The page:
By Holly Coccimiglio
Starting your own business is a lengthy process that requires passion and drive, but also calls on your ability to have fun and learn as you go. For Leigh Joseph, these lessons and more are some of the key things that she’s learned throughout her journey of creating and growing her own luxury Indigenous skincare brand, Sḵwálwen Botanicals. With a guiding philosophy rooted in building connections between humans and the land, Sḵwálwen Botanicals keeps sustainability at the heart of all that they do, and encourages product users to do the same. This month, we chatted with Leigh about her path to becoming a brand founder, her experiences along the way, and what she hopes to share with up-and-coming entrepreneurs.
Can you tell us a little bit about your ancestral and professional backgrounds?
I am a Squamish woman and an ethnobotanist—a plant scientist who studies the interrelationships between people and plants. My research examines the link between healing and the renewal of Indigenous Plant Knowledge and practices related to ethnobotany.
How and when did you become interested in our relationships, as humans, with food and plants? What inspired you to transfer that interest into a business?
As a child I spent hours in the garden, playing amongst the flowers and building little towns and stories among the earth. When I was an early teen I remember my grandmother noticed how much I loved to take care of my skin. I enjoyed creating rituals for skincare and facial care—it made me feel good to care for myself in that way.
Early on in my academic studies, I began creating skincare products as a creative outlet, crafting them with plant ingredients that I sustainably harvested. I gave some of these as gifts to elders and had very positive responses, which led me to consider starting a skincare business.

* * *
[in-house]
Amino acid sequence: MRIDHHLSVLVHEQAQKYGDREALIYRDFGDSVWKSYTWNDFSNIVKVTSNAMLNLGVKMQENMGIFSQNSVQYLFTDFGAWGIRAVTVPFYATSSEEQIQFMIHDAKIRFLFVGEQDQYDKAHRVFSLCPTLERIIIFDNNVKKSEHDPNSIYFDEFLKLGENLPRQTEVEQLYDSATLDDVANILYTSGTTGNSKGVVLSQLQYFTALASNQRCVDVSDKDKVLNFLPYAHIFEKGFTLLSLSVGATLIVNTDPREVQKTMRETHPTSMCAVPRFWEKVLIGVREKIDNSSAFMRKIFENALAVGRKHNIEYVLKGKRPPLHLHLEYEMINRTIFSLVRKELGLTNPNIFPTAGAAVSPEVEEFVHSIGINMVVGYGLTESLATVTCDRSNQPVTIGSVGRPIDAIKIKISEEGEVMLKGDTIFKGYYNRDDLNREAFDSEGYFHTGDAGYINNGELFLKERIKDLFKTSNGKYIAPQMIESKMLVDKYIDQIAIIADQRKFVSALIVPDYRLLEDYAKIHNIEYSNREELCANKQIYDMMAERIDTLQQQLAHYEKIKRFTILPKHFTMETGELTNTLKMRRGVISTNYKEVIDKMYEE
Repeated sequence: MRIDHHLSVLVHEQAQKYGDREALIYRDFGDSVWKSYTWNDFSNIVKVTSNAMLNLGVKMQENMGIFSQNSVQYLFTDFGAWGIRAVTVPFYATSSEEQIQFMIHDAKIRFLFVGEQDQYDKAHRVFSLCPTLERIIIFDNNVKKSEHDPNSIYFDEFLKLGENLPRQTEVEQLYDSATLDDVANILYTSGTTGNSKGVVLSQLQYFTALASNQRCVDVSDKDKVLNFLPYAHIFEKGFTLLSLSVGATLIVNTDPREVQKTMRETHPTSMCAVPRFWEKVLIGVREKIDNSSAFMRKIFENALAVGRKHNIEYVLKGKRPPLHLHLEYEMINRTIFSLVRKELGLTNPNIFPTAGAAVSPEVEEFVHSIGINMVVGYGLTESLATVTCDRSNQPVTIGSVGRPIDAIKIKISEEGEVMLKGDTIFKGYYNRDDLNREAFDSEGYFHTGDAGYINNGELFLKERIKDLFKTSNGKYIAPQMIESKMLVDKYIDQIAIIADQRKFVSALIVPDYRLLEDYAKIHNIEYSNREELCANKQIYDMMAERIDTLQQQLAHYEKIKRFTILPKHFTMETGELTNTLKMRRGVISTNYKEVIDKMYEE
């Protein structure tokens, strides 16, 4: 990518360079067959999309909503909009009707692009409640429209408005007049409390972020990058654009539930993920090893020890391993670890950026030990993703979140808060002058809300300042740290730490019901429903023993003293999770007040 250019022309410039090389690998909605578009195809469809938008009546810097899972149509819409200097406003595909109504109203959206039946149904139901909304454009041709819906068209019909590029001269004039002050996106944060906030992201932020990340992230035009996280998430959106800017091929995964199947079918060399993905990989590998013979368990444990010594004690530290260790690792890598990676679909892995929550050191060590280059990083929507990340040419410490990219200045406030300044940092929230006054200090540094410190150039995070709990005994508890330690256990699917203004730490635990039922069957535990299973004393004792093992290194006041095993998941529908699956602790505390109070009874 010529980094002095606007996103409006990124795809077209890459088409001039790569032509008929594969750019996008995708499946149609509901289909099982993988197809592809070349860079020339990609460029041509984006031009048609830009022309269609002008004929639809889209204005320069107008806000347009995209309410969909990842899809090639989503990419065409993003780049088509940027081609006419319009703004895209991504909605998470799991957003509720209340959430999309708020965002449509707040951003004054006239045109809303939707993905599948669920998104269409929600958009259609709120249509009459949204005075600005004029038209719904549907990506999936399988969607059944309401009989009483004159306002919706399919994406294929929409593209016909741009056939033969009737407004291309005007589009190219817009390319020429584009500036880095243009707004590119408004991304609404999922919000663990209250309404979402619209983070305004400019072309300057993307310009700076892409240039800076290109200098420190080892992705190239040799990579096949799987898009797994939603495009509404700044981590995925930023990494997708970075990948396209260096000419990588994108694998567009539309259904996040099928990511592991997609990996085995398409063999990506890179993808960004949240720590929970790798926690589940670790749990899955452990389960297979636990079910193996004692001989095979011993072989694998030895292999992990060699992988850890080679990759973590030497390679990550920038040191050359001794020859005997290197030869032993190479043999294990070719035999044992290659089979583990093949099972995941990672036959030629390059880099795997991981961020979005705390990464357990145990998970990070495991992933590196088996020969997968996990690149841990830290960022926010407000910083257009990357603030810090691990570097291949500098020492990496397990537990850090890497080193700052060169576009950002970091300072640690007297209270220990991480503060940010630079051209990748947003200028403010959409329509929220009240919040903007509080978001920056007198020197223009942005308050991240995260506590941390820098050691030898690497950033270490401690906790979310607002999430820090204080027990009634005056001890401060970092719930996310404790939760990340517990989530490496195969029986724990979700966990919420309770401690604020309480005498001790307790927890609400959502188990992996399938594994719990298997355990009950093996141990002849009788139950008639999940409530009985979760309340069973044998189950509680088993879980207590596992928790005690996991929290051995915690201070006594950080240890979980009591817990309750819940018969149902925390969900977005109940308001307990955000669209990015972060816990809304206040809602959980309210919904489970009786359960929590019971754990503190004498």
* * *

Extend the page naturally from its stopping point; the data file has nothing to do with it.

How do you think Sḵwálwen Botanicals is promoting diversity and inclusion in the skincare space?
Through Sḵwálwen’s storytelling, imagery, and connection to the land, we are increasing Indigenous representation, helping to shift the cultural narrative from trauma to resilience. We elevate Indigenous voices, perspectives and lives through the interconnectedness of plant science and beauty.
What are some of the biggest roadblocks you’ve faced in starting and running your own business?
Some of the biggest challenges have been learning on-the-go, as I don’t have a background or training in business. That has also been an exciting challenge and one that has led to the opportunity to look at doing things in a new way.
Another challenge is imposter syndrome. Because I am not trained in business, sometimes I will second guess myself or feel overwhelmed by the big picture. But when I feel like this, I remember that the path that has brought me here is my own; it is based on my story and life experiences, and I know that I am contributing in a way that is meaningful to me. Remembering these things helps me through these more challenging moments.
What advice would you give to young womxn who are trying to find their way and discover their passion?
My advice is to take the time to observe and think about what it is you are passionate about; what holds meaning. Sometimes this process isn’t easy. Sometimes it’s born from difficult places or struggles that highlight a particular contribution we wish to make in the world. For me it has been finding a pathway to reconnecting with my Indigenous culture and identity through learning about and harvesting plants. Building relationships with the land and plants has brought me strength and grounding and continues to inspire me along my entrepreneurial path. Developing my business was a way to bring together cultural expression, creativity and to share stories of beauty and resilience from an Indigenous perspective. Having the foundation of your greater ‘why’ will carry you through challenges. And don’t forget to celebrate your successes!